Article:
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The routine collation of health outcomes data from hospital treated subjects in the Health Outcomes Data Repository (HODaR): descriptive analysis from the first 20,000 subjects

Currie, Craig John, McEwan, Phil, Peters, John R., Patel, Tunia C. and Dixon, Simon 2005. The routine collation of health outcomes data from hospital treated subjects in the Health Outcomes Data Repository (HODaR): descriptive analysis from the first 20,000 subjects. Value in Health 8 (5) , pp. 581-590. 10.1111/j.1524-4733.2005.00046.x

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Abstract

Objectives:  Health technology assessment requires data covering many different facets of treatment. A new resource, the Health Outcomes Data Repository (HODaR), is described and evaluated for its use in the pharmaceutical research and development process. Methods:  Data were collated for subjects treated at Cardiff and Vale National Health Service (NHS) Hospitals Trust, United Kingdom. Inpatients are surveyed 6 weeks postdischarge by postal survey, whilst outpatients are handed a survey pack when they attend. Survey data cover sociodemographics, resource use, production losses, and quality of life. Electronic hospital data are available for all responders, and linked with survey returns. Sample characteristics, coverage of disease areas, and a more detailed description of data values for diabetes are described. Results:  Survey responses relating to 16,188 admissions and 4476 outpatient attendances were available relating to around 2000 different diagnoses. Over 5000 pharmacy items and 400,000 biochemistry test results were available. Analysis of utility data showed a broad coverage of diseases. For patients with diabetes the pattern of EQ-5D scores across subgroups is not clear. Health service resource use showed a linear relationship with respect to number of comorbidities. Conclusions:  HODaR represents a new approach to accessing patient data, and gathers both routine and survey-based data. Although linking survey data to routine hospital systems is a complex task, which produces some limitations, it can produce health outcomes data at relatively low cost. Its performance within the pharmaceutical research and development process needs to be further evaluated in order to assess its most appropriate role.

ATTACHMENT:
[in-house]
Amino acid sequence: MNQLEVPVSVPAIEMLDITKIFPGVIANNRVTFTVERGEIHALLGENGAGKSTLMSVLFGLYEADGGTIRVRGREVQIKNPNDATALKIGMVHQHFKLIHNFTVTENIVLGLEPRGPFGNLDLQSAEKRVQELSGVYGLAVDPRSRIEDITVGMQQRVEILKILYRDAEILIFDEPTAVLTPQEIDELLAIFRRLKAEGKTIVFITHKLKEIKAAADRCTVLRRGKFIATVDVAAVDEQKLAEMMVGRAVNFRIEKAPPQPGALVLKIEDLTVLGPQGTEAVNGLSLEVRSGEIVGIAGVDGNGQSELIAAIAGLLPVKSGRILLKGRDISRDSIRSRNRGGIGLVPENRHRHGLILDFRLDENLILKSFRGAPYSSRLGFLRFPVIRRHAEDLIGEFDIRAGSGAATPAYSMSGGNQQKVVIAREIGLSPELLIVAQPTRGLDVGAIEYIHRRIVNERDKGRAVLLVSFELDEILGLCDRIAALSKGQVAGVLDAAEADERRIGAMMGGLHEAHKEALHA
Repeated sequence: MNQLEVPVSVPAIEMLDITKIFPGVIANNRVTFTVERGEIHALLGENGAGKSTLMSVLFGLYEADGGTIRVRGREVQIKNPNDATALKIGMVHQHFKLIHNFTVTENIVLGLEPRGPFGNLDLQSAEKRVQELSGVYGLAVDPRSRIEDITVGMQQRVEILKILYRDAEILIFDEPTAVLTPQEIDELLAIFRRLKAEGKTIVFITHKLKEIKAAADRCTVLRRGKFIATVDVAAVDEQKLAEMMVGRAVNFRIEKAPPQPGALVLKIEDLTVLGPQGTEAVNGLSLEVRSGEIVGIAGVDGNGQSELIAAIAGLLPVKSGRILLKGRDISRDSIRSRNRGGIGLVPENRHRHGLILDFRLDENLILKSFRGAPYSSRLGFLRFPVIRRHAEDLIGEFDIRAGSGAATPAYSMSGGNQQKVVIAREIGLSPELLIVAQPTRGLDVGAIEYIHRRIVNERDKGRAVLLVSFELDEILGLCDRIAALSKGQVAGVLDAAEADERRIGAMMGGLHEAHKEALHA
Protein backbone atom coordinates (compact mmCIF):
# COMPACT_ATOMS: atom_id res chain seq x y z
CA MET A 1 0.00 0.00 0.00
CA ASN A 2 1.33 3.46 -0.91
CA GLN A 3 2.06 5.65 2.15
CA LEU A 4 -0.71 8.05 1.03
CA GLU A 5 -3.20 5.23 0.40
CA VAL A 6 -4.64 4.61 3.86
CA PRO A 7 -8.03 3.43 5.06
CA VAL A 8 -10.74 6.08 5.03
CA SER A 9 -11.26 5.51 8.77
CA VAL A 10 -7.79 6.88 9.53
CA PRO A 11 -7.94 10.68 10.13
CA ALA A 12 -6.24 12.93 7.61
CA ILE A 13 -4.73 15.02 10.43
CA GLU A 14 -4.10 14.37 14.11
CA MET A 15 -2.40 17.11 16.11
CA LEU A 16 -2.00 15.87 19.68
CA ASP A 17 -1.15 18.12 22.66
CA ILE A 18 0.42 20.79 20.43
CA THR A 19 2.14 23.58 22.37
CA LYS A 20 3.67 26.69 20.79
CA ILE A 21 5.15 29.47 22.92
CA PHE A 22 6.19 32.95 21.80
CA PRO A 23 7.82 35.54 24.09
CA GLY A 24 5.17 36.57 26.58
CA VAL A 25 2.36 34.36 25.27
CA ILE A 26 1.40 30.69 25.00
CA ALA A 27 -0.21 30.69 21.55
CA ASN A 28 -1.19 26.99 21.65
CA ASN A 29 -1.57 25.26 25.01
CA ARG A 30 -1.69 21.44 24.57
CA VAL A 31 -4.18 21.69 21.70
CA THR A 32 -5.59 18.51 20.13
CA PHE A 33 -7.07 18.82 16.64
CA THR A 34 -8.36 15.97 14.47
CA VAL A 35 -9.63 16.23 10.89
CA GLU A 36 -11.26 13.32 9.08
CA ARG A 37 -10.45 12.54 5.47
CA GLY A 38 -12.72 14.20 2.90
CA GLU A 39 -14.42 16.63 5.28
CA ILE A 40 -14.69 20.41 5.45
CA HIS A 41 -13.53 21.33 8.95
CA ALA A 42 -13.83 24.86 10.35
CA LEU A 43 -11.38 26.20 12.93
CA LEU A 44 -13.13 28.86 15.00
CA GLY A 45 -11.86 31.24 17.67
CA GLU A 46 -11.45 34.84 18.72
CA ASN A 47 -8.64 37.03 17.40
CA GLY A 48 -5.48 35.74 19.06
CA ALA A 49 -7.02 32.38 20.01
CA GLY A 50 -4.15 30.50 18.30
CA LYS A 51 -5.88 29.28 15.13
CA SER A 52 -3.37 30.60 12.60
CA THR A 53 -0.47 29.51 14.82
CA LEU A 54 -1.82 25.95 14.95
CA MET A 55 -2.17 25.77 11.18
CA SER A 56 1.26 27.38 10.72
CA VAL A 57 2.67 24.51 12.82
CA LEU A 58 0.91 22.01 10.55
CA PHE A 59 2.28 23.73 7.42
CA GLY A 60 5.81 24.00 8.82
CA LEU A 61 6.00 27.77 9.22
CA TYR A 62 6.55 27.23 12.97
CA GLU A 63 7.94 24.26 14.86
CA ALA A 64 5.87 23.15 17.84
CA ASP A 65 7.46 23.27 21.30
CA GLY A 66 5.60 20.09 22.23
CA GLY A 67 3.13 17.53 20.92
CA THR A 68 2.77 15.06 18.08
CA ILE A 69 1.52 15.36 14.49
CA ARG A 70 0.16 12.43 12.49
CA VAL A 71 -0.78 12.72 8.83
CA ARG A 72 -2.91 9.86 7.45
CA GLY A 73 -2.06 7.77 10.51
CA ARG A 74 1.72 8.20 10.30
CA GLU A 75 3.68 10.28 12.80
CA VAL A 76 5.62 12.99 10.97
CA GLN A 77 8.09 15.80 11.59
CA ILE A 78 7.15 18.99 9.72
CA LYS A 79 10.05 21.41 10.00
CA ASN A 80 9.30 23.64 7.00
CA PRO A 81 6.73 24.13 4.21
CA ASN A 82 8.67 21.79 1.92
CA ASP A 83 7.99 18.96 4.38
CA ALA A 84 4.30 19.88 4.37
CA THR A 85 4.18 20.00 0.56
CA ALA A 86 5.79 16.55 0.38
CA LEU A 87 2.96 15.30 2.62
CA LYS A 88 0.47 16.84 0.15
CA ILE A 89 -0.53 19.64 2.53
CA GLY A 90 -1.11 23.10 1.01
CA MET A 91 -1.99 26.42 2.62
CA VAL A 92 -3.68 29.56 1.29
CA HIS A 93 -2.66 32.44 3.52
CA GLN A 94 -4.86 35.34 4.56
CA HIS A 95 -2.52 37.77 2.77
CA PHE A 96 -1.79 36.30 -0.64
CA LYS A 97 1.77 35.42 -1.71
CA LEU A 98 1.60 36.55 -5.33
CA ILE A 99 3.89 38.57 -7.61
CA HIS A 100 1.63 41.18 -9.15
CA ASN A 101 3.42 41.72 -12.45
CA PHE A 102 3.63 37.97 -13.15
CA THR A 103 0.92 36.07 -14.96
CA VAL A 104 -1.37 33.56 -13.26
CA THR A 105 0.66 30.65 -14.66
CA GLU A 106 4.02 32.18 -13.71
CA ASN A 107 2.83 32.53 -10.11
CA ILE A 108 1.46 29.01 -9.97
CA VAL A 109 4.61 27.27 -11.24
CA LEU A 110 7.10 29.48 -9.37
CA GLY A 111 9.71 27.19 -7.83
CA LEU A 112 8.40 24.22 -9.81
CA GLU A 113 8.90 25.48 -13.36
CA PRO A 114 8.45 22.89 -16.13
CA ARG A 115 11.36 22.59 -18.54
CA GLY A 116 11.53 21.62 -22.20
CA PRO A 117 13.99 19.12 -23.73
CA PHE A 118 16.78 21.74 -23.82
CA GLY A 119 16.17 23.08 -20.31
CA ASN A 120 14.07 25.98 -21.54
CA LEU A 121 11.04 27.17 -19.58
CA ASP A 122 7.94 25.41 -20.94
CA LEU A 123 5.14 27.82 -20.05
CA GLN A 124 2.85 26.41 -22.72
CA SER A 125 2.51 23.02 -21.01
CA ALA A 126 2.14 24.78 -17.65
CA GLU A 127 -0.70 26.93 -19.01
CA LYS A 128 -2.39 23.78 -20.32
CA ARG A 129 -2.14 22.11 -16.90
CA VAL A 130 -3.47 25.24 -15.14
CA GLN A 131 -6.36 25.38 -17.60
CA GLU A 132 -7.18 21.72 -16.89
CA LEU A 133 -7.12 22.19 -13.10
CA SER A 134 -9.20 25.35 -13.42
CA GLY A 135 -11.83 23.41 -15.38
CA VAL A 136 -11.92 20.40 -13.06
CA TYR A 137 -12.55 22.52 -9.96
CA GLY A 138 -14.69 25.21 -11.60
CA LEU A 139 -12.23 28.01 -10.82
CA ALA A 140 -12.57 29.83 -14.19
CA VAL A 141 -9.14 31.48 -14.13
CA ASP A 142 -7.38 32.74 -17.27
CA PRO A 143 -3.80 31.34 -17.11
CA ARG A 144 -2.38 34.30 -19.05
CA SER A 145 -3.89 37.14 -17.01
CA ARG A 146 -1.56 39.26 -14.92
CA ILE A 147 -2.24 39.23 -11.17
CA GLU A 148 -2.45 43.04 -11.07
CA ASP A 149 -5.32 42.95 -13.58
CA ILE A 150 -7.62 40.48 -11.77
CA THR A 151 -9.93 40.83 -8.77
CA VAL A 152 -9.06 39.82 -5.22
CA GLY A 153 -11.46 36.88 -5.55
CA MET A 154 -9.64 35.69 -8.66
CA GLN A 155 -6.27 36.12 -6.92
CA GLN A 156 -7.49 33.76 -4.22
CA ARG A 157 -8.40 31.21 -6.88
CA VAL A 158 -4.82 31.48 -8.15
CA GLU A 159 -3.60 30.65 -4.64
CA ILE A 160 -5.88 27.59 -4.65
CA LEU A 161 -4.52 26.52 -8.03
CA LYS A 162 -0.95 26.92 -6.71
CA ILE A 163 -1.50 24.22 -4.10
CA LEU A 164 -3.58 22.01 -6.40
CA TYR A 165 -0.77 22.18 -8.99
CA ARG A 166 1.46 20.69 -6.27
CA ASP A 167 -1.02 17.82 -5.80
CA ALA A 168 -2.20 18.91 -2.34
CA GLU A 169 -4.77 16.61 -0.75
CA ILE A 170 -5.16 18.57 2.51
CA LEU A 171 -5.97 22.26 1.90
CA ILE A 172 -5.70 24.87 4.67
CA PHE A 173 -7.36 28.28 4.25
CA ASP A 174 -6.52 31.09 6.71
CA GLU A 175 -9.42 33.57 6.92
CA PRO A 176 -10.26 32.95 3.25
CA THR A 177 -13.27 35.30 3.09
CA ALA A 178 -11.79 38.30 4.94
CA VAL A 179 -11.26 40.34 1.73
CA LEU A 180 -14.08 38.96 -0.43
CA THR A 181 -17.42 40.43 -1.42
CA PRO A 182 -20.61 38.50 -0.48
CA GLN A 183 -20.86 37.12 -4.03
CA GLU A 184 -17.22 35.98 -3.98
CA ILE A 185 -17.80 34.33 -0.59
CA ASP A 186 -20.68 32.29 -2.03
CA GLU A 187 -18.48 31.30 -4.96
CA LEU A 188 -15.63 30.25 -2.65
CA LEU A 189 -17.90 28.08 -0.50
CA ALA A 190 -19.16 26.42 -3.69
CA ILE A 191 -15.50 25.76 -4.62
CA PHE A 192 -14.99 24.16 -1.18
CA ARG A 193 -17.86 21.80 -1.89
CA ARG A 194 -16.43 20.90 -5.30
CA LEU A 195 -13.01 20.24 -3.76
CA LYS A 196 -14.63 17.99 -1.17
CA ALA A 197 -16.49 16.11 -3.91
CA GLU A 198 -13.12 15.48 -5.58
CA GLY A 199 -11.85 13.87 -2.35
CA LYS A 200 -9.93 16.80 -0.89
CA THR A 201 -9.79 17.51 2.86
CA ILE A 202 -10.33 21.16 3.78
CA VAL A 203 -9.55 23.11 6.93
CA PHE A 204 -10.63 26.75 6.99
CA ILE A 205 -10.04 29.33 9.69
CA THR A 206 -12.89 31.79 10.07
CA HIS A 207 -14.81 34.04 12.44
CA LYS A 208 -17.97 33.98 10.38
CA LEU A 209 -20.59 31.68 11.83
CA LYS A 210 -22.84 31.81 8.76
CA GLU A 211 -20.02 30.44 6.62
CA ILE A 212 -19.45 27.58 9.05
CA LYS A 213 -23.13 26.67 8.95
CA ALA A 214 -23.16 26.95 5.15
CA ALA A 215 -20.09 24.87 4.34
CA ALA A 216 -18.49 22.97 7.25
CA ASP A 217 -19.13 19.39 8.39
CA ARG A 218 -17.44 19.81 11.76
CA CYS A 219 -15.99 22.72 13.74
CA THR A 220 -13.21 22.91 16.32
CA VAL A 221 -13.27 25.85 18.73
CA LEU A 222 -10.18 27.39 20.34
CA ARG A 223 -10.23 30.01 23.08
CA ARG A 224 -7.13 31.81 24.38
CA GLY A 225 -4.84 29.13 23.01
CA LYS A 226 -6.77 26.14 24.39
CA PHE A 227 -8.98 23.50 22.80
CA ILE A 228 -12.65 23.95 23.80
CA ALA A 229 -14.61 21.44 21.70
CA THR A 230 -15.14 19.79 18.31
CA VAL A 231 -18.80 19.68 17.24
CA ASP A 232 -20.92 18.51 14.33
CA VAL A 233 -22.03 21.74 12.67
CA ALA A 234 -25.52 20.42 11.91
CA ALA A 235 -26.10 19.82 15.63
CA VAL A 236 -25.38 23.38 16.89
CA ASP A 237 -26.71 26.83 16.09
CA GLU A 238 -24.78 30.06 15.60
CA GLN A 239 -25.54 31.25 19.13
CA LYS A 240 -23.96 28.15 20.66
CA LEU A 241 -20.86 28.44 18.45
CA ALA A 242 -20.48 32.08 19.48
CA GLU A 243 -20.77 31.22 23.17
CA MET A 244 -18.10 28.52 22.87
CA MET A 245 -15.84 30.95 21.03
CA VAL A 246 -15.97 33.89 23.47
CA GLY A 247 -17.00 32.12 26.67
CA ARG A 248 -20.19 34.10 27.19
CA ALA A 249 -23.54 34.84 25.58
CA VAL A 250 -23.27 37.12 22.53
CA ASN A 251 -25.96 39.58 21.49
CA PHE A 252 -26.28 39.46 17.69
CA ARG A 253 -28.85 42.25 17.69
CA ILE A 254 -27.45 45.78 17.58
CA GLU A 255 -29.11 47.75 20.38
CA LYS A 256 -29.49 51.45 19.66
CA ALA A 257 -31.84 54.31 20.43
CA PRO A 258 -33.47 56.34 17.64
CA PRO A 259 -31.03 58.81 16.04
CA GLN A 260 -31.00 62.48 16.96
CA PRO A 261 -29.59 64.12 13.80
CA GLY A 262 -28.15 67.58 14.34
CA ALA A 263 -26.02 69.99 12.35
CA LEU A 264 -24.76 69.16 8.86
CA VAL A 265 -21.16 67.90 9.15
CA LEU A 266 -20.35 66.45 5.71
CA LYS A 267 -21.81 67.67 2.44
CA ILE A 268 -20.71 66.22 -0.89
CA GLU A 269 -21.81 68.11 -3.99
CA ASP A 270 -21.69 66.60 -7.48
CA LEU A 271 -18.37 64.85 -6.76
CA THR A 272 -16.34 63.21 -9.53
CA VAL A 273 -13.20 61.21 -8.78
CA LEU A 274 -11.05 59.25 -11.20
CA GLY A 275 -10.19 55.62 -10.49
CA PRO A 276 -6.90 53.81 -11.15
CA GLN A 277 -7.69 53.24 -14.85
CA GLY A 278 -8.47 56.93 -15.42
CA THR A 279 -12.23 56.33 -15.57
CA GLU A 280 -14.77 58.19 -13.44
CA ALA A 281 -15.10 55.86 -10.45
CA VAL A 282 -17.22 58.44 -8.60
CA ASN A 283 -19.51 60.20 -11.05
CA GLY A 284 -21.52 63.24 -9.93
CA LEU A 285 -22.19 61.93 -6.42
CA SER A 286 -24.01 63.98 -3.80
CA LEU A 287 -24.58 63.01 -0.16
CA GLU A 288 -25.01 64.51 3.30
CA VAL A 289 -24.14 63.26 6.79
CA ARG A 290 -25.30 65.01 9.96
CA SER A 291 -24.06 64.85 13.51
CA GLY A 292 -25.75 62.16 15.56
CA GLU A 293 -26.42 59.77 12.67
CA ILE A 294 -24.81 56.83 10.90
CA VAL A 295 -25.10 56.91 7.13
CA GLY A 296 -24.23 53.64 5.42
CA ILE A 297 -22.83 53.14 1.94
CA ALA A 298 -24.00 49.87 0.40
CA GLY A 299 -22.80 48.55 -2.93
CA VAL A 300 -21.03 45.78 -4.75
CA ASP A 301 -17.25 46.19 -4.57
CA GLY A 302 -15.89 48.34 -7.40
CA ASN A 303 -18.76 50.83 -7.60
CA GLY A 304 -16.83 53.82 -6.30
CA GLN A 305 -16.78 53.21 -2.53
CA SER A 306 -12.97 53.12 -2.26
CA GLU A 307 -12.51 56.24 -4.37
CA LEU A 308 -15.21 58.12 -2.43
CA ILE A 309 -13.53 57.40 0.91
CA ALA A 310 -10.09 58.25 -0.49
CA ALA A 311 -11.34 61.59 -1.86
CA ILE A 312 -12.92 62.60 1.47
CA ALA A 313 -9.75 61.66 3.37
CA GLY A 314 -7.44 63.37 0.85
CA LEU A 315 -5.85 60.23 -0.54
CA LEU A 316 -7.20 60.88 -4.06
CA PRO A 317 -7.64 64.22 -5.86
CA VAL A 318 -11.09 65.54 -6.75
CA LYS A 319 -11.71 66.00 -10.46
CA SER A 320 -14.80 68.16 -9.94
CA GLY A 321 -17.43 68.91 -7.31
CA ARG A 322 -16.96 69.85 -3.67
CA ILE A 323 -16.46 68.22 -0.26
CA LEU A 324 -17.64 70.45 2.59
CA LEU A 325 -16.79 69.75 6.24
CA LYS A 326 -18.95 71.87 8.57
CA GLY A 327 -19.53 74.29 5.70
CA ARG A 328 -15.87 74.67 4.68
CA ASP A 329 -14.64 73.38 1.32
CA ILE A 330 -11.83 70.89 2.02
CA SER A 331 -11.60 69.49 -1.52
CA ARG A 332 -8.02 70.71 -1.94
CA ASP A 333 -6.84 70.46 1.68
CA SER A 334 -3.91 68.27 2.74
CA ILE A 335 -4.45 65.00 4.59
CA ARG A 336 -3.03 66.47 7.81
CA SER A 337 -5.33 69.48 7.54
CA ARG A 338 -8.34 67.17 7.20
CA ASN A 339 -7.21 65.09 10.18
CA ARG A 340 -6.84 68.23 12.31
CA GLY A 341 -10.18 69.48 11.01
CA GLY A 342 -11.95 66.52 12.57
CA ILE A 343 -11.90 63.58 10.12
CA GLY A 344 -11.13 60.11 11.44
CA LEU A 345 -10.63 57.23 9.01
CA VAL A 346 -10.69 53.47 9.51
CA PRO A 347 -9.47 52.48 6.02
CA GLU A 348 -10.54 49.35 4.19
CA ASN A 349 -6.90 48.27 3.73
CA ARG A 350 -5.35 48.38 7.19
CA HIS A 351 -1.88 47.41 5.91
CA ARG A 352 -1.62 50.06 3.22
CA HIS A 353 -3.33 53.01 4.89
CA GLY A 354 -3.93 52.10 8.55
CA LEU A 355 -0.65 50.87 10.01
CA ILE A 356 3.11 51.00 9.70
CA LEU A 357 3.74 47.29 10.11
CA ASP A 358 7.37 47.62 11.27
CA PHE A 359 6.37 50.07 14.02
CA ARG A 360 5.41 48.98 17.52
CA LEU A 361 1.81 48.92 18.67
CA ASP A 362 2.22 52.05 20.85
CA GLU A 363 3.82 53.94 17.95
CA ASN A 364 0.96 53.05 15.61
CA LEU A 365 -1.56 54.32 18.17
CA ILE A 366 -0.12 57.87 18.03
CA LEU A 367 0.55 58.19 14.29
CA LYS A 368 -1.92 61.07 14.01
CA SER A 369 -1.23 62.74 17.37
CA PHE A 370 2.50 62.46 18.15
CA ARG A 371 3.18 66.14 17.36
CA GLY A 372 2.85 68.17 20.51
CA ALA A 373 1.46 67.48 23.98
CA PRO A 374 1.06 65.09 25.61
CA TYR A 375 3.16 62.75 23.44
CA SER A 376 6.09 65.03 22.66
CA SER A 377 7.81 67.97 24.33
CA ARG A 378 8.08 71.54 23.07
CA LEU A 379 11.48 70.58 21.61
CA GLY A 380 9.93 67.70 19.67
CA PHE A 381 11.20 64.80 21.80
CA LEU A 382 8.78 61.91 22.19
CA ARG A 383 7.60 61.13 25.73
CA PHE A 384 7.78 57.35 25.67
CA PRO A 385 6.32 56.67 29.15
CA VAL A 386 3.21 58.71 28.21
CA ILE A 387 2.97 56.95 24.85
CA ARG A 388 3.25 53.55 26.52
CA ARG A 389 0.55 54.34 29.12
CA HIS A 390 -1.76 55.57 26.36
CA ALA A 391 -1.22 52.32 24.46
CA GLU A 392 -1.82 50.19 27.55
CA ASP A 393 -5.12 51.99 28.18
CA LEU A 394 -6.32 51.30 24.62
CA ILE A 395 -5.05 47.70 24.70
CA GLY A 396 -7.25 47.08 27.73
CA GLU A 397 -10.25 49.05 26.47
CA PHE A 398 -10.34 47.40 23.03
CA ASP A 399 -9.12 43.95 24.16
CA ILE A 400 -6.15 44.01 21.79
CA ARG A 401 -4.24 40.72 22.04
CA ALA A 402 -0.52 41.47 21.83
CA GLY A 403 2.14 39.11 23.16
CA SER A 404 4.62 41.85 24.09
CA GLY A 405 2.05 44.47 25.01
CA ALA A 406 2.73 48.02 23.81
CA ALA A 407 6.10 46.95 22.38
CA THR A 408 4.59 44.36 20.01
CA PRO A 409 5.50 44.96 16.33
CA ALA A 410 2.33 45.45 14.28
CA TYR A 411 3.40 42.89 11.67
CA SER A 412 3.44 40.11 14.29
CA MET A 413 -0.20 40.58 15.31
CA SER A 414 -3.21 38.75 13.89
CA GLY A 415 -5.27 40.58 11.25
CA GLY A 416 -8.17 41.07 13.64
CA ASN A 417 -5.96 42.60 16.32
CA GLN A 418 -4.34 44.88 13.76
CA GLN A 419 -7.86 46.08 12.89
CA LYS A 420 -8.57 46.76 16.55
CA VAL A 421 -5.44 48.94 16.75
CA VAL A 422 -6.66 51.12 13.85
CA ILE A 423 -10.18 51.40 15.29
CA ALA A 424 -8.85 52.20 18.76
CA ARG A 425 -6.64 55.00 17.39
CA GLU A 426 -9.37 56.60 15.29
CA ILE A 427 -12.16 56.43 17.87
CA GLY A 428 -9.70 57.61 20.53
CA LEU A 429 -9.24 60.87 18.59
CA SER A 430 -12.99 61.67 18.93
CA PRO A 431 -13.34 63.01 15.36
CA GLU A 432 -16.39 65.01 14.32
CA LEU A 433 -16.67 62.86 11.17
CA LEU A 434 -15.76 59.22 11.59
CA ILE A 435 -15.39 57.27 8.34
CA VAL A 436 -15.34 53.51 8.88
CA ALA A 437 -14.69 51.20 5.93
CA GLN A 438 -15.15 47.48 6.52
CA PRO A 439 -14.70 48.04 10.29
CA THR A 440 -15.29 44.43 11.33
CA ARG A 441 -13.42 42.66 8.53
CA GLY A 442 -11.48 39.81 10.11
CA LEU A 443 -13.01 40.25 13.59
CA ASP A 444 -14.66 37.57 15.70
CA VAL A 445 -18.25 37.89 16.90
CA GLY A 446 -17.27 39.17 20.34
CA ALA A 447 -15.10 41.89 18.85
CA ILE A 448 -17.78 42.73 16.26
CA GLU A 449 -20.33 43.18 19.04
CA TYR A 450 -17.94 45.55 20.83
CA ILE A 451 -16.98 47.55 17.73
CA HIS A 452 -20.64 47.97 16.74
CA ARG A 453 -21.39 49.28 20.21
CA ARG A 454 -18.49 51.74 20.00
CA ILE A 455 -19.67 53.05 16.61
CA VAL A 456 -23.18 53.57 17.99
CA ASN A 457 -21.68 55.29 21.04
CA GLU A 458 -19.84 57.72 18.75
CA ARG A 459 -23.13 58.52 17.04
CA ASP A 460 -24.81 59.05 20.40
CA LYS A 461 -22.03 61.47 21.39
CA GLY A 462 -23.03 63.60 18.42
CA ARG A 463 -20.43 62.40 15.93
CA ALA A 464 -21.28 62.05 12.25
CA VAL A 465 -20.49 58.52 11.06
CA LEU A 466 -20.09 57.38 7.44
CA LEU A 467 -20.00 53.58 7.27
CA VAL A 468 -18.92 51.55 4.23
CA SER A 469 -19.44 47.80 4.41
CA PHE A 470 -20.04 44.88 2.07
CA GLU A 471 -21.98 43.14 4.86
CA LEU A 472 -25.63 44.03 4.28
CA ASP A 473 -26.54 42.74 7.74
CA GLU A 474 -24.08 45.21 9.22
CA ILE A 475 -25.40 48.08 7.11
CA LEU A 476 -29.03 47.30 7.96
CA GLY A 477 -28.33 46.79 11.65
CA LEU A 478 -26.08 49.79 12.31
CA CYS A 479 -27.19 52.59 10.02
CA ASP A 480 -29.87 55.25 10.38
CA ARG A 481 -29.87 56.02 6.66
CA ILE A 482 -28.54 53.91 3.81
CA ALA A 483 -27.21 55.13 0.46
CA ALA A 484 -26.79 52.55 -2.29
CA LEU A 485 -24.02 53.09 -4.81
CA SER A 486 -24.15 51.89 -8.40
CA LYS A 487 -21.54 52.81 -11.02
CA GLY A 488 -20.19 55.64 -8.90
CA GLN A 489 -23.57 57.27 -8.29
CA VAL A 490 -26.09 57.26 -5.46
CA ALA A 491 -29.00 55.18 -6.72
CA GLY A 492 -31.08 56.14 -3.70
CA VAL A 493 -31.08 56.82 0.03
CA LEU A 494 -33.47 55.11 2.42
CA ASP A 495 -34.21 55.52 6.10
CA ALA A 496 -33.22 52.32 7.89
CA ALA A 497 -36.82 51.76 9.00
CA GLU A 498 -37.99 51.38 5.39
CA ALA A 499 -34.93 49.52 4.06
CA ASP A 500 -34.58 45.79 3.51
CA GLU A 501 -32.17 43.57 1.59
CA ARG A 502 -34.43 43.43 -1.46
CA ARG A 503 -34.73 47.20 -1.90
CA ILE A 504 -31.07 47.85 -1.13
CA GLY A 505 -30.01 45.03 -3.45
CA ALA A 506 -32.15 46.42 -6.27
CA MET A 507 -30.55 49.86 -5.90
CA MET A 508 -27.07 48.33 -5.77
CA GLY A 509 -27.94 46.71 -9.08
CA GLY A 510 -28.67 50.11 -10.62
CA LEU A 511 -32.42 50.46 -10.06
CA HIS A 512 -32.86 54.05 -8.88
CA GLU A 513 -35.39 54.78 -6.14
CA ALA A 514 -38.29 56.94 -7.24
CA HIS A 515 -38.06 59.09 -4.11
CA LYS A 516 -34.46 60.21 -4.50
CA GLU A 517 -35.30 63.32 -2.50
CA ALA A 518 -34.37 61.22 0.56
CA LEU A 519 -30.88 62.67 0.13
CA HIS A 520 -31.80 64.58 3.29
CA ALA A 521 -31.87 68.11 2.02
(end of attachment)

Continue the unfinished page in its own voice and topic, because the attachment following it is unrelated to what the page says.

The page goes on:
Item Type: Article
Date Type: Publication
Status: Published
Schools: Medicine
Subjects: R Medicine > R Medicine (General)
Uncontrolled Keywords: cost; economics; effectiveness; outcomes; productivity; quality of life; utility
Publisher: Elsevier
ISSN: 1098-3015
Last Modified: 04 Jun 2017 06:38
URI: http://orca-mwe.cf.ac.uk/id/eprint/63049

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